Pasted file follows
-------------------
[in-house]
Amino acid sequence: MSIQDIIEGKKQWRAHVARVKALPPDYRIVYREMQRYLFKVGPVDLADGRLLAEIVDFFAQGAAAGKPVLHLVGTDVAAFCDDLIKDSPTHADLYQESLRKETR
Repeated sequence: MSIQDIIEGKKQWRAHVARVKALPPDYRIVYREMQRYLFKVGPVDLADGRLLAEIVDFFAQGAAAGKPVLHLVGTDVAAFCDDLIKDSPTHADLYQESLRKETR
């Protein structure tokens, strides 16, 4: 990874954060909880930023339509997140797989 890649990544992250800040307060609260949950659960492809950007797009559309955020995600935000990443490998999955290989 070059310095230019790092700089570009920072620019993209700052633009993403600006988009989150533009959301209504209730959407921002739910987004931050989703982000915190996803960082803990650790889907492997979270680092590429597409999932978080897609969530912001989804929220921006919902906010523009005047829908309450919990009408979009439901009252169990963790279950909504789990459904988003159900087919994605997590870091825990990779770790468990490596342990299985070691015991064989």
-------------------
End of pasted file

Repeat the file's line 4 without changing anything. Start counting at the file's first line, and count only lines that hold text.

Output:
């Protein structure tokens, strides 16, 4: 990874954060909880930023339509997140797989 890649990544992250800040307060609260949950659960492809950007797009559309955020995600935000990443490998999955290989 070059310095230019790092700089570009920072620019993209700052633009993403600006988009989150533009959301209504209730959407921002739910987004931050989703982000915190996803960082803990650790889907492997979270680092590429597409999932978080897609969530912001989804929220921006919902906010523009005047829908309450919990009408979009439901009252169990963790279950909504789990459904988003159900087919994605997590870091825990990779770790468990490596342990299985070691015991064989």